Take a look at the moon tonight, as it might be the last time you see anything like it.
This evening will be the first time since 1982 that a supermoon has coincided with a lunar eclipse and we won’t see another one until 2033.
Supermoon eclipses have happened only five times in the last hundred years: 1910, 1928, 1946, 1964 and 1982. Tonight’s supermoon lunar eclipse will last one hour and 11 minutes. It can be seen in North and South America, Europe, Africa, and some parts of Asia and the Pacific.
Supermoons happen when the Moon’s orbit brings it close to Earth, says NASA.
“Because the orbit of the moon is not a perfect circle, the moon is sometimes closer to the Earth than at other times during its orbit,” said Noah Petro, deputy project scientist at NASA’s Goddard Space Flight Center in Greenbelt. “When the moon is farthest away it’s known as apogee, and when it’s closest it’s known as perigee. On Sept. 27, we’re going to have a perigee full moon—the closest full moon of the year.”
During the moon’s perigee phase, the moon is 31,000 miles closer to the Earth than during its apogee phase.
The moon’s closeness will make the moon look 14-percent larger and 30-percent brighter, says NASA. This perceived largeness has given rise to the term “super moon.”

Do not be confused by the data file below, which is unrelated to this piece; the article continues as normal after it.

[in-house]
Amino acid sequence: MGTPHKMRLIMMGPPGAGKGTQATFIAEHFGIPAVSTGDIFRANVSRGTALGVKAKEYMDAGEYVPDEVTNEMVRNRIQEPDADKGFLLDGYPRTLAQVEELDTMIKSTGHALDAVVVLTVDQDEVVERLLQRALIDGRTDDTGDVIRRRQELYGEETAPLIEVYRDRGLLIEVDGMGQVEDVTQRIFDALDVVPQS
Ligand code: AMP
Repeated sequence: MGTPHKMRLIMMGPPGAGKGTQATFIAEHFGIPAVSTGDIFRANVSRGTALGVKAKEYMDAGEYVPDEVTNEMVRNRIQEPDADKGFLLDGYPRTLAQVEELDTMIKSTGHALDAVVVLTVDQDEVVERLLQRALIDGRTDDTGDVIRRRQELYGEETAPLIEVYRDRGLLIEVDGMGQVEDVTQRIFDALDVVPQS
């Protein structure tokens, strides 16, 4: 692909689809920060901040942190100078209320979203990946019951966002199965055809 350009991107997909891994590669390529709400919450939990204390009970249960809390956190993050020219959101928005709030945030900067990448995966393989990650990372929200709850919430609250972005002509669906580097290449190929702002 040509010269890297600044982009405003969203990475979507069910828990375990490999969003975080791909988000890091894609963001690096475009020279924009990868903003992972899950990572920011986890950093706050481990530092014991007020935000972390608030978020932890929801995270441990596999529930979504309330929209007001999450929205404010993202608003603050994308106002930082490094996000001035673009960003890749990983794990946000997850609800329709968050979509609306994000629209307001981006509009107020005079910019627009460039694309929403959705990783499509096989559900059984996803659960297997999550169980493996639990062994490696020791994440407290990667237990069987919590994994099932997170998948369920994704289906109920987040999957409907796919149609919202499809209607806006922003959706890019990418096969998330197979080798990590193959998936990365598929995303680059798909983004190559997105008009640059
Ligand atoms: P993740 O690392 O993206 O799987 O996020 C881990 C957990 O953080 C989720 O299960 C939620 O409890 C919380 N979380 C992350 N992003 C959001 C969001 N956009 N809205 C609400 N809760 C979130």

“There’s no physical difference in the moon,” says Petro. “It just appears slightly bigger in the sky. It’s not dramatic, but it does look larger.”
Why is a supermoon and lunar eclipse coinciding? It’s just a matter of “planetary dynamics,” says Petro.
“It’s just planetary dynamics. The orbit of the moon around Earth is inclined to the axis of Earth and the orbital plane of all these things just falls into place every once in a while. When the rhythms line up, you might get three to four eclipses in a row or a supermoon and an eclipse happening.”
These lunar events are very rare, there something a whole generation hasn’t seen before, says Petro.
Whether you’re going to see the supermoon in person or not, take a look at 12 amazing photos of the supermoon eclipse below.
[Header Image via Flickr / Jimmy Baikovicius]